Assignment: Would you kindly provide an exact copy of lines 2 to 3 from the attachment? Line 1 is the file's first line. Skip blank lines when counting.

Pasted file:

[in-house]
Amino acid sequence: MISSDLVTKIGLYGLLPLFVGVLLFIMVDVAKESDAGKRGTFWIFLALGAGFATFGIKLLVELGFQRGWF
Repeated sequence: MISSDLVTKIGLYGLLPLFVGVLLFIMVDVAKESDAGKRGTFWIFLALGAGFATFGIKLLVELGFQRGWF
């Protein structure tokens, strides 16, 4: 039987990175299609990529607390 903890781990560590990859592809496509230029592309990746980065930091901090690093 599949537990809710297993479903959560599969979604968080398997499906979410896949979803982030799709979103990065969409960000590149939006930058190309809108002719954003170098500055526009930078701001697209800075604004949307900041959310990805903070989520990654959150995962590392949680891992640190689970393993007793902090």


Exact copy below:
Amino acid sequence: MISSDLVTKIGLYGLLPLFVGVLLFIMVDVAKESDAGKRGTFWIFLALGAGFATFGIKLLVELGFQRGWF
Repeated sequence: MISSDLVTKIGLYGLLPLFVGVLLFIMVDVAKESDAGKRGTFWIFLALGAGFATFGIKLLVELGFQRGWF